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Question Collect all the Garbage

Discussion in 'Scripting' started by IronHelmet, Jan 8, 2024.

  1. IronHelmet

    IronHelmet

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    I'm attempting to find some memory leaks in our game, and I want to force a garbage collection to make sure there is no references to garbage when I take a memory sample with the profiler.

    We are using the Incremental Garbage collector. There are some load screens which is a good place for us to pause and do a full, slow garbage collection. (even in release)

    Should I simply call collectIncremental in a loop until it returns false?

    Is there a better method to collect all the garbage synchronously?

    Also is System.GC.Collect() still supported when using the incremental garbage collector?
     
    Last edited: Jan 8, 2024
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  2. CodeSmile

    CodeSmile

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    For debugging memory leaks I would recommend to disable incremental GC for the duration of the debug session so that you can rule out any side effects or unexpected (possibly non-deterministic) behaviour of the incremental GC. I'm thinking this will make finding those leaks and GC hotspots easier. Even disabling GC altogether may be a viable debugging approach as you can see over time how memory accumulates in the (memory) profiler.

    The incremental GC really only helps in avoiding those spikes by flattening them out over time so you have a better chance of still getting steady 60 fps vs a several hundred ms spike in a single frame.

    Calling GC collect in a loop sounds like a bad idea. It may never fully collect and you'd end up in an infinite loop.

    The manual may have some additional tips:
    https://docs.unity3d.com/Manual/performance-garbage-collector.html
     
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  3. MartinTilo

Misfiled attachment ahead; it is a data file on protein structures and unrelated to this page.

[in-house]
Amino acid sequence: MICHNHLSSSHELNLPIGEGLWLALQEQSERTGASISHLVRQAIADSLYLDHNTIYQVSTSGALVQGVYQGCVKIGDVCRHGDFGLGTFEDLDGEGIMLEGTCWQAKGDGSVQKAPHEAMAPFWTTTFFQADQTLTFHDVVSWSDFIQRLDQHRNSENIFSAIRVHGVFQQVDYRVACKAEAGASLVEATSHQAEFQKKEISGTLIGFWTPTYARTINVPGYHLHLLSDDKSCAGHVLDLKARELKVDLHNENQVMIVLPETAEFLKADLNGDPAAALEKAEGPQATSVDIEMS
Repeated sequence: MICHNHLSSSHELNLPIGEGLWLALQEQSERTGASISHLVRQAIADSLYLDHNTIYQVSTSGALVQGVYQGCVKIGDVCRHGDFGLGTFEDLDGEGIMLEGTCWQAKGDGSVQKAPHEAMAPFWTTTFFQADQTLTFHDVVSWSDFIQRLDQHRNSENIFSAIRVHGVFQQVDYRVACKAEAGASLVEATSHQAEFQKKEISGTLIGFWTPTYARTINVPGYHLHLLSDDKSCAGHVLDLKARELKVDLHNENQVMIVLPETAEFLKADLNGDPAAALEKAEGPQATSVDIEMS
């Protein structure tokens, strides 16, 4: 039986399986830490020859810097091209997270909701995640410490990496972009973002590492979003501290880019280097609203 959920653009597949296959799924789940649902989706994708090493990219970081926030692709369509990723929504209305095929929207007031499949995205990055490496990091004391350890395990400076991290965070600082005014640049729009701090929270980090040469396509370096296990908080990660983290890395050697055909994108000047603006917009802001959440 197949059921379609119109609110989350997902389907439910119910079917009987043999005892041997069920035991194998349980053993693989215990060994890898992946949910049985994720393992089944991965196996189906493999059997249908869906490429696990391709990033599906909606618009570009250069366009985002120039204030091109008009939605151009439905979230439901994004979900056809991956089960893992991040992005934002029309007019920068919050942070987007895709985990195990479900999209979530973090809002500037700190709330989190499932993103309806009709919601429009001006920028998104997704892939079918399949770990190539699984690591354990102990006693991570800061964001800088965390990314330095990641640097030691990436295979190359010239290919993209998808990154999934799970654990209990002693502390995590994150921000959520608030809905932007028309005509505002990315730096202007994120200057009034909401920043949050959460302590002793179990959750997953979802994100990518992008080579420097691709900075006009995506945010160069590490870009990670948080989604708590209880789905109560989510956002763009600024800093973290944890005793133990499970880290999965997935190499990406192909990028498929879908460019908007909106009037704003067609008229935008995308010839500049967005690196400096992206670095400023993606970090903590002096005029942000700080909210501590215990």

MartinTilo

    Unity Technologies

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    If it's referenced, it is, per definition, not garbage. If it is no longer referenced, the Memory Profiler package won't find the Object.

    Further, to the Memory Profiler, an unreferenced managed Object is virtually the same as a collected one: empty heap space. The tool is currently not getting the kind of detailed information from the GC that it would need to be able to distinguish these (aka Free Blocks List and Free Small Blocks List).

    What a GC.Collect may do though, if seemingly a bit at random (aka whenever GCCollectCountSinceStartup % 6 == 0), is to unload some unused pages, reducing the unused Reserved amount. Beyond getting "cleaner" total values for Memory profiling, I do not recommend doing that. I've gone into more details around that here. The only thing peftleft to add to that is: if you add a for loop to call GC Collect 6 times, check Profiler.GetMonoHeapSizeLong before the loop and after every GC.Collect + GC.WaitForPendingFinalizers combo. If that value went down break out of the loop, you want be doing any better.

    If you meant to say: Collect unused Asset Memory via Resources.UnloadUnusedAssets, (because these objects would actually show up in the Memory Profiler even if they are unused and might keep more memory around, including managed memory) then maybe read my posts over here as well. Because you might want to inspect these in the Memory Profiler (instead of expunging them before taking a snapshot) and ensure you clean them up properly by calling Destroy on them.
     
  4. IronHelmet

    IronHelmet

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    Thanks for the response Martin, I was not sure how the garbage collector worked so thanks for clarifying.
     
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  5. MartinTilo

    MartinTilo

    Unity Technologies

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    No worries, And yes, just to clarify:
    Yes, that can still be called. in fact, if you thrash the GC hard enough, it might fall back on it if the iterative approach never gets to finish before it's work is utterly invalidated by the GC thrashing.